First, Siebe has written to me and confirmed that his post got deleted when he tried to revise it later. I think we had discussed this some time back. Please do not try to revise a post after about an hour. It WILL get deleted. That is how the forum is set up.

      Upekkha100 said, “So does this mean anatta’s definition of “does not hold any ultimate truth” could be said differently as “does not hold any ultimate happiness/ultimate solution”.

      Maybe it is time to take a step back and look at the big picture.
      Anicca, dukkha, anatta are characteristics of the EXISTENCE in this world of 31 realms. Whatever we do to seek happiness within this existence WILL NOT work, we will ALWAYS end up in suffering (in the long term), and THEREFORE one will only become helpless.
      – That last part is one version of the anatta nature: “one will only become helpless”.

      There is a second way to describe the anatta nature: At Buddha’s time, there were brahmins who believed that a human could get to the “atta” state, which basically meant a state that is ever-lasting, not subject to viparinama nature, and is the highest attainment. Some thought that such a state is there in the brahma world.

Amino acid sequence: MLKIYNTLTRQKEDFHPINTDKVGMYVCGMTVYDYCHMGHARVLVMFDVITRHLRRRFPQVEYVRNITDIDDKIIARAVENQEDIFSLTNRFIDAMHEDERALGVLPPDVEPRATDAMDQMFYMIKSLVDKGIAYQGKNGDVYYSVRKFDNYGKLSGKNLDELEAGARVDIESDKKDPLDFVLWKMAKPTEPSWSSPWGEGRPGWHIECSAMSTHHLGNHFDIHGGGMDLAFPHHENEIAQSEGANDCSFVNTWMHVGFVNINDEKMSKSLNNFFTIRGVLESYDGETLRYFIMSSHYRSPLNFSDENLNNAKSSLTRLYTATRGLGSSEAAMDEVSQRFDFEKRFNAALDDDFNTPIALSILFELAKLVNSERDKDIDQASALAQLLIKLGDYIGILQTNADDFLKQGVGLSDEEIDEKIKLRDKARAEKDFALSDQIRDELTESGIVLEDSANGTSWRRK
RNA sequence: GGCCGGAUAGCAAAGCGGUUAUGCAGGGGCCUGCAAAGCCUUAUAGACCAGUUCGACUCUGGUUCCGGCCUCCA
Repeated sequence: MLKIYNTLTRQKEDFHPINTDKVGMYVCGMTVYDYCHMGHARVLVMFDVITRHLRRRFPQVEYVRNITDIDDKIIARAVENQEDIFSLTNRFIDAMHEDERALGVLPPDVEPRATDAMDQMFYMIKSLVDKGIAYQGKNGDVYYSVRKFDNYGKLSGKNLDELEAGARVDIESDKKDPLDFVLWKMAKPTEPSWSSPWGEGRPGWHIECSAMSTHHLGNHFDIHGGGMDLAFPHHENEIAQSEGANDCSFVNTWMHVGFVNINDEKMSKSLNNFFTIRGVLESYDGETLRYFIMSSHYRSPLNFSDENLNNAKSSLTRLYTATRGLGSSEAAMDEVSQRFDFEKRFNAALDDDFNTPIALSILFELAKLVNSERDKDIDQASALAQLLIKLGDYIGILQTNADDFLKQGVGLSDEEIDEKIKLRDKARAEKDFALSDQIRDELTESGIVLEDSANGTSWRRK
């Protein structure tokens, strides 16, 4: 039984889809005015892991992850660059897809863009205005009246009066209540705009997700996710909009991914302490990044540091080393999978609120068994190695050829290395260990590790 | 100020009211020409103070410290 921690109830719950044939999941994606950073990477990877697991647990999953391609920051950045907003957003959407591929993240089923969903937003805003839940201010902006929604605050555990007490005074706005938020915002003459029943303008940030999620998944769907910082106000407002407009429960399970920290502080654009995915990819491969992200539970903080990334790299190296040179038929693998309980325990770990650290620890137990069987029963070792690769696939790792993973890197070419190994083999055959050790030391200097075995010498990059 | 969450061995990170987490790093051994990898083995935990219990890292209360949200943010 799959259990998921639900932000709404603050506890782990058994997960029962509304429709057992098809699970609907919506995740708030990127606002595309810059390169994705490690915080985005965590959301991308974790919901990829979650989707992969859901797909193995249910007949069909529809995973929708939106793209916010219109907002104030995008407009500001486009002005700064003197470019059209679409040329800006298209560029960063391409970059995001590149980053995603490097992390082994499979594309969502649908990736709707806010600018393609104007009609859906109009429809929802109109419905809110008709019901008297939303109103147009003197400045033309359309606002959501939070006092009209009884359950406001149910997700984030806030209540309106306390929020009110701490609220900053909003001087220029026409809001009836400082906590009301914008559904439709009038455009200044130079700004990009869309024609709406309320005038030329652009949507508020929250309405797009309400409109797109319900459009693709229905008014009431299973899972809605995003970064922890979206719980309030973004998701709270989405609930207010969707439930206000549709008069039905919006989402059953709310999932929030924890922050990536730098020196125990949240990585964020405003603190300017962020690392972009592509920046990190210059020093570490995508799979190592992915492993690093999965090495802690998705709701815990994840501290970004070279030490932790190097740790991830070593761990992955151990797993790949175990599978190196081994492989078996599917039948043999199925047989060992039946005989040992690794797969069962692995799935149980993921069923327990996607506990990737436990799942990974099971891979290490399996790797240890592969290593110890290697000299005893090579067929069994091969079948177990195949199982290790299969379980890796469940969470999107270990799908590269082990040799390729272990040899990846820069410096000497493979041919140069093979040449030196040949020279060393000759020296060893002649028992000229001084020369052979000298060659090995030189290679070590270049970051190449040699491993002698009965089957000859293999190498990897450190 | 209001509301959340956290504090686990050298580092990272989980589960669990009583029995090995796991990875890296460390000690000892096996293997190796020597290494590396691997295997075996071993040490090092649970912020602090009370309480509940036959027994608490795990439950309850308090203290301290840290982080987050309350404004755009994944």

– The Buddha explained that such a state does not exist anywhere in the wider world of 31 realms, “i.e., “na atta” or “anatta”. The only such state of “atta” is Nibbana, which is not in this world.

      We can state anatta in a third way: No matter what we do to attain a permanent happiness in this world, it will be fruitless at the end. Therefore, all those efforts were made without realizing the true nature of this world, or the TRUTH about this world. That is really what is meant by “does not hold any ultimate truth”. That statement refers to ALL ACTIVITIES humans do when Buddha Dhamma is not known: the truth is not known. When someone is doing a foolish thing, we say “What he is doing is useless. He does not realize the truth”. It is in that sense we say this world is of anatta nature.
      – Now, Buddha Dhamma can help one get to the “atta” state or Nibbana. But once it is attained, even Buddha Dhamma is of no use. Even though it is the only real truth, it has served its purpose. So, even Buddha Dhamma is without use AFTER attaining the Arahanthood.

      So, anatta nature is multi-faceted. One person may see one aspect, and another may see a different aspect.